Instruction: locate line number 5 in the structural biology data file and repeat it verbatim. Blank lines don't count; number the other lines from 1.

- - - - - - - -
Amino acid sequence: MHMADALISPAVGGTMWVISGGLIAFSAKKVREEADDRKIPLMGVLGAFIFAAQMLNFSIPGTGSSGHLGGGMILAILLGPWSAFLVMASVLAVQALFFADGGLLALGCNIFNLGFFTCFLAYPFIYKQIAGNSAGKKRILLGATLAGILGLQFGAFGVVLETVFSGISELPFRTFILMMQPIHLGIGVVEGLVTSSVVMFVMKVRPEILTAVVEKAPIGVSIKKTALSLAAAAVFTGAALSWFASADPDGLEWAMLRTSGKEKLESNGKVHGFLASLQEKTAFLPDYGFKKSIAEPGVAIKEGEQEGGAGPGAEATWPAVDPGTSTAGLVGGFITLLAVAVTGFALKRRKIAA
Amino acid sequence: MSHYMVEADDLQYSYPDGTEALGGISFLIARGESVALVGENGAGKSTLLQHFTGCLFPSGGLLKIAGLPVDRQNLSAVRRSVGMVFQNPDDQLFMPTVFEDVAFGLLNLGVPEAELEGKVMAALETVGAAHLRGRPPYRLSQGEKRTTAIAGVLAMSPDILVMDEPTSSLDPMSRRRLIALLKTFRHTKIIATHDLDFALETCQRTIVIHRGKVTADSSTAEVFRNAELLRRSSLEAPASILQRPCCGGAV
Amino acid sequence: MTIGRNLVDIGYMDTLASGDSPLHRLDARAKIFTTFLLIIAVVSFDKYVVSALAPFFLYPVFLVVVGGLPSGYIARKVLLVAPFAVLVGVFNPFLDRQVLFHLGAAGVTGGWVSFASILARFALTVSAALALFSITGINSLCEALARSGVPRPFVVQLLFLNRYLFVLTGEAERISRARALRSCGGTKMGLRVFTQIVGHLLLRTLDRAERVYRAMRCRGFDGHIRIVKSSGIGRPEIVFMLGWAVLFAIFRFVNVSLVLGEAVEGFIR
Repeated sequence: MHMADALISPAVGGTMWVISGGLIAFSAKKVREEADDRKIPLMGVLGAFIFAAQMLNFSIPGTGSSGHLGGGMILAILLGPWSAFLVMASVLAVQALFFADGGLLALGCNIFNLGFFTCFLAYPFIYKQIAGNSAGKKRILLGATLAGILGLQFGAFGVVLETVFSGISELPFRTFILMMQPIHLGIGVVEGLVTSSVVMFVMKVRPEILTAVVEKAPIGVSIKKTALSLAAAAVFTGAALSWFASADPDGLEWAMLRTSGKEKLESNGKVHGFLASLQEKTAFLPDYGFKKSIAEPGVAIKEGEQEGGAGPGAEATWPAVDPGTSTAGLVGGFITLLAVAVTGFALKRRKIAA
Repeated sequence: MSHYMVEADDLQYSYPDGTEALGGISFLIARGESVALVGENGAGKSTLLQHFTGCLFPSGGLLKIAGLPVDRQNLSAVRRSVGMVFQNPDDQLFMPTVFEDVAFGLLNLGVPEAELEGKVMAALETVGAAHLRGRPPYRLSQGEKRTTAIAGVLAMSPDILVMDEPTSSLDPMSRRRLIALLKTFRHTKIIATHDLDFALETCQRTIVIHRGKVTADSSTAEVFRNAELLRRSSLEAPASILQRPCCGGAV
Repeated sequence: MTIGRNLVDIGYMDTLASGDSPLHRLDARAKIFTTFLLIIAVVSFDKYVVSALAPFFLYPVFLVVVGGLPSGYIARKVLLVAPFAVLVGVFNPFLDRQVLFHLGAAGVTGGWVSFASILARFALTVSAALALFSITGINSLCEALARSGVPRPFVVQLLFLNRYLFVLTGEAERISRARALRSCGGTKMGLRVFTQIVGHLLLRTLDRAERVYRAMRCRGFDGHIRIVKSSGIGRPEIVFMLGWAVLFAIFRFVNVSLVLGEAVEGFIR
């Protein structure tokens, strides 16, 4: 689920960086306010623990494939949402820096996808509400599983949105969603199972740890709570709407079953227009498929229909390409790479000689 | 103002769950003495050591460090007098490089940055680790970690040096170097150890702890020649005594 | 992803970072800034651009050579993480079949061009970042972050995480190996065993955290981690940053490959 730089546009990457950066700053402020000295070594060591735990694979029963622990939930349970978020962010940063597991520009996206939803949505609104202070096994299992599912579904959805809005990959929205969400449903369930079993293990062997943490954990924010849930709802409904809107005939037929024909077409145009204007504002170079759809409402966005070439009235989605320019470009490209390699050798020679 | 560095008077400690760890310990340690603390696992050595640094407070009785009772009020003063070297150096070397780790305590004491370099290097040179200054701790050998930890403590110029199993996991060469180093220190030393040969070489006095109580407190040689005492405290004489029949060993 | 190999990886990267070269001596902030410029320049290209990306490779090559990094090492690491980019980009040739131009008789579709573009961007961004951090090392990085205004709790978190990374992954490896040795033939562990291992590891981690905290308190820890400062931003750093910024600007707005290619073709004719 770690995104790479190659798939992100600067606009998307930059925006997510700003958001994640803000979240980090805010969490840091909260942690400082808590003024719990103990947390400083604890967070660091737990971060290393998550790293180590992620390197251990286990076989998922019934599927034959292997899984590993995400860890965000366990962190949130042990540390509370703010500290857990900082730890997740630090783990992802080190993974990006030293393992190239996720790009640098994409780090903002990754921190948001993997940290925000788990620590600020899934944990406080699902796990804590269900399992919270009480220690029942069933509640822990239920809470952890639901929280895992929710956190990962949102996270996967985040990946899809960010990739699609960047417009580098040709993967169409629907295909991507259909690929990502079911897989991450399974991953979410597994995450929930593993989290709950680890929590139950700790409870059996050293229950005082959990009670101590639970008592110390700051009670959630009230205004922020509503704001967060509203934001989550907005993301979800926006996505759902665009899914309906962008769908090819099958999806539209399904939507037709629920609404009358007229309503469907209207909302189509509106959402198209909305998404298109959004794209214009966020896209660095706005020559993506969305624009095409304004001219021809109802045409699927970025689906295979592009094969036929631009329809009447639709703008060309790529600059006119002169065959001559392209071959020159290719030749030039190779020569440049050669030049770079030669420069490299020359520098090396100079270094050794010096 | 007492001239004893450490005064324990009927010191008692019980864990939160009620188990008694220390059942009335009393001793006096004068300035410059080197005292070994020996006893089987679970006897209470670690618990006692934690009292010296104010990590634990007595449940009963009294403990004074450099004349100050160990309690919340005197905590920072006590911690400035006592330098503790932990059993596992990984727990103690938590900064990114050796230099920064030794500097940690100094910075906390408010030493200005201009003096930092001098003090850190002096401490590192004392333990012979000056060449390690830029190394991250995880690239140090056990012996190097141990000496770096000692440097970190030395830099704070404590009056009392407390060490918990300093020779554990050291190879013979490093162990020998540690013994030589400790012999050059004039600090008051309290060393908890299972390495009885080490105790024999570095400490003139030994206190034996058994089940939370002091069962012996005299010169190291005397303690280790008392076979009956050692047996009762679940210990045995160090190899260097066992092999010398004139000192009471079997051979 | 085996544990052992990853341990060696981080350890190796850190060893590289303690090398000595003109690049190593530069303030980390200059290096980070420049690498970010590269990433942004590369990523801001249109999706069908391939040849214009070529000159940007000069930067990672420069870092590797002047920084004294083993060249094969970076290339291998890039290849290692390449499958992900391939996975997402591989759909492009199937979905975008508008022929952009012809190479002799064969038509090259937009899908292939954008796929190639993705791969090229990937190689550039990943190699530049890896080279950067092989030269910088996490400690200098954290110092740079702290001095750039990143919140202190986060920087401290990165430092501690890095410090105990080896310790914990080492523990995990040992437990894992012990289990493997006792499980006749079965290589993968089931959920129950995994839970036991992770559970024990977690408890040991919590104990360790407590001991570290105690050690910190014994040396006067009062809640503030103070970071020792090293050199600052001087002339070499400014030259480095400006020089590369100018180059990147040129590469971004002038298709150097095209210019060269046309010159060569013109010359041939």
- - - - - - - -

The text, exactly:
Repeated sequence: MSHYMVEADDLQYSYPDGTEALGGISFLIARGESVALVGENGAGKSTLLQHFTGCLFPSGGLLKIAGLPVDRQNLSAVRRSVGMVFQNPDDQLFMPTVFEDVAFGLLNLGVPEAELEGKVMAALETVGAAHLRGRPPYRLSQGEKRTTAIAGVLAMSPDILVMDEPTSSLDPMSRRRLIALLKTFRHTKIIATHDLDFALETCQRTIVIHRGKVTADSSTAEVFRNAELLRRSSLEAPASILQRPCCGGAV